Do you need another reason to stay away from processed foods? A study in Nature (Feb 2015) links a diet containing emulsifiers to microbiome changes, intestinal inflammation, obesity and autoimmune disease. So put down that Twinkie and read on.
What are emulsifiers?
Oil and water don’t mix. No matter how well stirred, they eventually separate into ugly, unpalatable layers. In the world of processed foods, this is not cool. The solution is to add emulsifiers, which are molecules with a hydrophilic (water-attracting) and a hydrophobic (oil-attracting) end. The emulsifiers bind water to oil and fats, much like the steely grip of a mother holding the hands of two squabbling children. They aren’t going anywhere. The emulsifier stabilizes the end food product, giving it a homogenous texture and a longer shelf life.
Because they are so useful, emulsifiers are found in most processed foods. Natural emulsifiers include eggs (used in baked goods) and beeswax (used in cosmetics). The food industry has created artificial emulsifiers such as carrageenan, lecithin, polysorbate-80, polyglycerols, and xanthan gum. Look for them in any processed food like ice cream, margerine and other dairy products, mayonnaise and salad dressings, packaged breads and other baked goods, and even most almond milks.
What did this study show?
This study by researchers at Georgia State University specifically looked at the effect of dietary emulsifiers on the intestinal health of mice. Mice were fed either a regular diet or a diet laced with low-doses of a commonly used emulsifier (either polysorbate-80 or carboxymethylcellulose).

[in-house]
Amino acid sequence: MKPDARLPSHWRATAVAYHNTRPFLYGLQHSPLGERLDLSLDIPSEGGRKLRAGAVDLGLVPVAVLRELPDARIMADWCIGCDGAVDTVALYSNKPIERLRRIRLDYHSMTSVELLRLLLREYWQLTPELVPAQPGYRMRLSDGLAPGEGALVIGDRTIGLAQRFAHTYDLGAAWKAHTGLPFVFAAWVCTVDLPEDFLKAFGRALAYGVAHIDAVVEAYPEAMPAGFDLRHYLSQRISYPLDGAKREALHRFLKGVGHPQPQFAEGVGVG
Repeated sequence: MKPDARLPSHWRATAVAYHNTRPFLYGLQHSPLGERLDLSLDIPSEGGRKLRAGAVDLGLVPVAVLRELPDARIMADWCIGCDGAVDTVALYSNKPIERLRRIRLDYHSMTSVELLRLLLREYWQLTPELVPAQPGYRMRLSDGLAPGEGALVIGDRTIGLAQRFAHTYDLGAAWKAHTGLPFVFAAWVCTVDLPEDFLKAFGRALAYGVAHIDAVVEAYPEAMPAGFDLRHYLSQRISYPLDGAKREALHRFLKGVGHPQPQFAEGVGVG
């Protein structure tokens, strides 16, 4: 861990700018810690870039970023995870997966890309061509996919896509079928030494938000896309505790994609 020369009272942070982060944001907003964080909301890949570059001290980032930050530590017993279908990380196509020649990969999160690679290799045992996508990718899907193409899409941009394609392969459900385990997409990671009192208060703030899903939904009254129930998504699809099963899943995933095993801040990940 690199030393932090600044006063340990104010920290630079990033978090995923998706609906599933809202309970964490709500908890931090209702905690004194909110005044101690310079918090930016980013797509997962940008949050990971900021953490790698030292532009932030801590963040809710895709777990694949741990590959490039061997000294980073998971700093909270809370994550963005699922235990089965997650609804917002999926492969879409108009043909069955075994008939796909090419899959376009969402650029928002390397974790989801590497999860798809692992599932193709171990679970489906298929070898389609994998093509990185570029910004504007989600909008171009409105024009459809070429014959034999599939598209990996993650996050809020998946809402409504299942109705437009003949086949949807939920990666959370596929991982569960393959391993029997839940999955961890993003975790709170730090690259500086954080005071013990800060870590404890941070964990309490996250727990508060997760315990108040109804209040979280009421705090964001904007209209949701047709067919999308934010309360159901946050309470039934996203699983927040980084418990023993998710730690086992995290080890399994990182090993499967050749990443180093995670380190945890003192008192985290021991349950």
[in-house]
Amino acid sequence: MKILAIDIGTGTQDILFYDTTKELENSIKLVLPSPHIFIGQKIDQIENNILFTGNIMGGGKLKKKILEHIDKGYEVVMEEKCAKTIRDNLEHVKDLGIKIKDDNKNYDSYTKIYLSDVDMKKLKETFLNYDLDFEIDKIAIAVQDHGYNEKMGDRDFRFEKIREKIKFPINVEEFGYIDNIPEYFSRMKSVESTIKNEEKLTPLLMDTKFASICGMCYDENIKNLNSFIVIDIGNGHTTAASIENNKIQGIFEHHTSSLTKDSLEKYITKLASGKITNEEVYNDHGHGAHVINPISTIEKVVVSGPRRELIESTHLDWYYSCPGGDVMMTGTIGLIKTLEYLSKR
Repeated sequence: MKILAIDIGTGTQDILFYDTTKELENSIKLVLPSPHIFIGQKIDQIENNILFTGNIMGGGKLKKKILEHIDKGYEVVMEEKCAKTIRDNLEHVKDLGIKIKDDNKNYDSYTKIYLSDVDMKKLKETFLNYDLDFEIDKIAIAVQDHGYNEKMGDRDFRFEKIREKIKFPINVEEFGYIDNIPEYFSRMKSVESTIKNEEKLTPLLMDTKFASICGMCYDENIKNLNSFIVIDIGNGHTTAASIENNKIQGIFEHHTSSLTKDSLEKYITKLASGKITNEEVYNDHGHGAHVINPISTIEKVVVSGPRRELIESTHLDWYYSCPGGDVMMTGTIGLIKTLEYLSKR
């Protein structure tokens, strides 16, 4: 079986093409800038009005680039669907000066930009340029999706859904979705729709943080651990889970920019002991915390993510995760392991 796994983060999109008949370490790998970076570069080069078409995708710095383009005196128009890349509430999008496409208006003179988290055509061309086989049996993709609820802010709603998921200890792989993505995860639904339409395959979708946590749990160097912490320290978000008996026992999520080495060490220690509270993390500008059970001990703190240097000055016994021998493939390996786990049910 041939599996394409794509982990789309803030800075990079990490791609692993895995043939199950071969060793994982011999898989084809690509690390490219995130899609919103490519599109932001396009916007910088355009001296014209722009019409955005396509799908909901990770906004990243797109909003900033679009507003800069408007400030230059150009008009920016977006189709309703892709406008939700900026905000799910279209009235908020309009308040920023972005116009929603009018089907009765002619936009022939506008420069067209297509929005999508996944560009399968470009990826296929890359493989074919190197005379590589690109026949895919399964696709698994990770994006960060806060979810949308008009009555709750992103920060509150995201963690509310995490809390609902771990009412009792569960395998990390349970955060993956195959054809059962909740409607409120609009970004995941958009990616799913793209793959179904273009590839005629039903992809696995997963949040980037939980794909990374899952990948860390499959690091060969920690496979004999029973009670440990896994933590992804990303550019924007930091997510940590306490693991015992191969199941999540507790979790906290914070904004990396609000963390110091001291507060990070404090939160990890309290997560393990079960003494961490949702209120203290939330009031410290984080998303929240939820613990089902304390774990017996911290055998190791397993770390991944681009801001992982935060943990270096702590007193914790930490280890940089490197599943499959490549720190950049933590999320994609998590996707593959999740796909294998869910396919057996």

Emulsifiers alter the composition of the gut microbiome, with reduced microbial diversity and increased pro-inflammatory bacteria. Previous studies show these microbiome changes are associated with numerous chronic inflammatory diseases, including inflammatory bowel disease (Crohns disease, ulcerative colitis) and obesity/metabolic syndrome.
Emulsifiers reduce the thickness of the protective layer of mucus lining the intestine. Normally, this multi-layered mucus structure protects the epithelial cells lining the intestines, but the detergent-like properties of emulsifiers allow the mucus layer to break down, causing pro-inflammatory bacteria to have more contact with the intestinal epithelium.
Emulsifiers increase gut permeability as evidenced by an increase in specific circulating antibodies in the blood. In theory, this makes sense, as the pharmaceutical industry uses emulsifiers to increase intestinal permeability (by widening the tight junctions connecting epithelial cells to their neighbors) so that medications can be better absorbed. Yet increased intestinal permeability is also a major player in the development of autoimmune diseases.
In wild type (“normal” genes) mice, emulsifiers cause a low-grade intestinal inflammation. This led to features of metabolic syndrome, including blood glucose level elevation, modest but significant weight gains, and increased abdominal fat.